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Quote:
Originally Posted by PChi View Post
Testing Loudspeakers by Joseph D'Appolito in my opinion is worth reading and discusses testing loudspeakers in semi reverberant rooms. it's a while since I read it but it's also got good explanations of Fourier transforms, FFTs and windowing as well.
Looked for an e-book of this but can't find one, I might need to buy the paper copy.

Agree there is no substitute for quality parts and sound engineering. If I go with Scan-Speak drivers they will be paper and if I go with AudioTechnology they will be polyprop.

The AudioTechnology website had an interesting write up on the use of paper drivers, but I digress...

Is one microphone type more suited to measurement over the other?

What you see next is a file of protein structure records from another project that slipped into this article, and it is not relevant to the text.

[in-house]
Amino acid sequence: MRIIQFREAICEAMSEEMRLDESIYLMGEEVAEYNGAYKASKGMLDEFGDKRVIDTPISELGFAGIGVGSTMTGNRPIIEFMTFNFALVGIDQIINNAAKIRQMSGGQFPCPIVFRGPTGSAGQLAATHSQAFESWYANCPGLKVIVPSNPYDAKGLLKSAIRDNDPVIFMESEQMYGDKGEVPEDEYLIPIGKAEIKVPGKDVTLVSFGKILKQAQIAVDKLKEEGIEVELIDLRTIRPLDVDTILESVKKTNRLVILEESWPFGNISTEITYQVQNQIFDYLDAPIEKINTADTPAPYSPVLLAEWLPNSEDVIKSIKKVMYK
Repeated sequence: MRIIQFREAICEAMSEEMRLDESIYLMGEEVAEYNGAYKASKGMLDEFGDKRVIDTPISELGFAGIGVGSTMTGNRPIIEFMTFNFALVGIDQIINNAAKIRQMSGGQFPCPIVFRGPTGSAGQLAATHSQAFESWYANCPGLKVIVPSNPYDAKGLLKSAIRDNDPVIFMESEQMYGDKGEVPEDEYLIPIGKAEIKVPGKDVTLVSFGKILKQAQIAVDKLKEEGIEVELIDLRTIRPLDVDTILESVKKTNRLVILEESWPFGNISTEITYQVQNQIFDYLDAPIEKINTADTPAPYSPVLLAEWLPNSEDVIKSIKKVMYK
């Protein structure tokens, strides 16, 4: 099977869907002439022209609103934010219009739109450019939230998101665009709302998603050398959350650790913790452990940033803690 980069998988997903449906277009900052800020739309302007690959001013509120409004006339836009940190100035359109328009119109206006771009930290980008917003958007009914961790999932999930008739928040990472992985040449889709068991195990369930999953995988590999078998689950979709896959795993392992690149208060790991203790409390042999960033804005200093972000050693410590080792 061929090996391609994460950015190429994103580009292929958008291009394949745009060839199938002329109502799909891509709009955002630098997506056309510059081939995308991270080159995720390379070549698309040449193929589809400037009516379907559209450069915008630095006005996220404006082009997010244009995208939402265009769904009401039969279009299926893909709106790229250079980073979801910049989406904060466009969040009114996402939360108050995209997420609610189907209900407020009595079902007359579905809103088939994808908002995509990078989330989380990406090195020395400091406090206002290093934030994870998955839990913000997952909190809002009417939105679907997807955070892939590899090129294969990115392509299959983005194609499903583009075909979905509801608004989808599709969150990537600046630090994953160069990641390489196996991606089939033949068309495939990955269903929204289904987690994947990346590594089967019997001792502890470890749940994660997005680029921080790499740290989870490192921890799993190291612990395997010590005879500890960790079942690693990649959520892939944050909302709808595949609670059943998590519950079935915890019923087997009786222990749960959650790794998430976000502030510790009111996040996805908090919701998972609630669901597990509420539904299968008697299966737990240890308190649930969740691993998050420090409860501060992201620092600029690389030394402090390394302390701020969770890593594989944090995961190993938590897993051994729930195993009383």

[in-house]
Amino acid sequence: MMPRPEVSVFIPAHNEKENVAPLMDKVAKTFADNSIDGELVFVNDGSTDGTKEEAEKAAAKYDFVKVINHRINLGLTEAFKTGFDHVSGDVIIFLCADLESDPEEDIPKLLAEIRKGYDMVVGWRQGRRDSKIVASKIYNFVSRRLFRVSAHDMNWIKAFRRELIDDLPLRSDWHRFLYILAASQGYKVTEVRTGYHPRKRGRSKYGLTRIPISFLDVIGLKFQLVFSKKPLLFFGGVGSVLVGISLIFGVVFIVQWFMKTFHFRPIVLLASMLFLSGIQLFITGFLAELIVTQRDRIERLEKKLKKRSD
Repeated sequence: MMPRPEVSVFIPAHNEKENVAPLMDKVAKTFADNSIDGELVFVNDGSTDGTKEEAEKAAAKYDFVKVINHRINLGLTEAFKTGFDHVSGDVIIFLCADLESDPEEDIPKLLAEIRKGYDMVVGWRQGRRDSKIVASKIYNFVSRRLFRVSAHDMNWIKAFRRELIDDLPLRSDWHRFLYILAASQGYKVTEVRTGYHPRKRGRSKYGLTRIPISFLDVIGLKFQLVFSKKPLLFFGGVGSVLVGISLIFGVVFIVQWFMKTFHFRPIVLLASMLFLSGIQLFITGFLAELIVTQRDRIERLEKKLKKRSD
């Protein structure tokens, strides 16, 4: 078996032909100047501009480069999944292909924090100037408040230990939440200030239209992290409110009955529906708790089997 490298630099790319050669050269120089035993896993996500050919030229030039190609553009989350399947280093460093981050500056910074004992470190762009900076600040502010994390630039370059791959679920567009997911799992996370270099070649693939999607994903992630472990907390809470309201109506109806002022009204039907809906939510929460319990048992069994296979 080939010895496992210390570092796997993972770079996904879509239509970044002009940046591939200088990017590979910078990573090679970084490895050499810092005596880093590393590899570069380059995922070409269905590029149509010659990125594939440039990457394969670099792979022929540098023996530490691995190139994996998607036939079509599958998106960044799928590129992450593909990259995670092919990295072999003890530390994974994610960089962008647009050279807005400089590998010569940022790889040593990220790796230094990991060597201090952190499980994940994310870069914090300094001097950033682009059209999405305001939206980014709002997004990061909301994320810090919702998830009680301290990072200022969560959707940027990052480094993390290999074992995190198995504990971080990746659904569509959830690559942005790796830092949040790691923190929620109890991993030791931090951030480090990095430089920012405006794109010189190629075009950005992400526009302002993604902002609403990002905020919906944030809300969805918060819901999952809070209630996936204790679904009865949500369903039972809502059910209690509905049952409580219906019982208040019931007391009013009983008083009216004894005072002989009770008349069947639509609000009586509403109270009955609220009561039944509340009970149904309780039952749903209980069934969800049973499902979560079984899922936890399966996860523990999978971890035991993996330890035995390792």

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Old 27th February 2012, 08:41 AM   #20
PChi is offline PChi  United Kingdom
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Unfortunately I don't know for sure if one microphone type is more suited to measurement.
Certainly the Bruel and Kjaer condenser / capacitor microphones give repeatable results. Mind you at the price they should be good. I vaguely remember that the sound pressure level calibrator alone was a few hundred pounds. The software engineers where I worked managed to loose one so a replacement was required. Another manufacturer of condenser microphones is ACO Pacific.
The electrets use the same condenser microphone principle with a bias voltage trapped in a plastic diaphram (using magic) and performance is pretty good. I think that the Bruel and Kjaer condenser microphones use a metal diaphram so are likely to be more stable and repeatable.

My feeling is that unless you have unlimited money or are developing speakers for a living the electrets should be good enough.

Thanks for the suggestion of the AudioTechnology website. The Focal units that I have use a Kevlar sandwich construction for the mid and bass. The tweeter however is titaniam.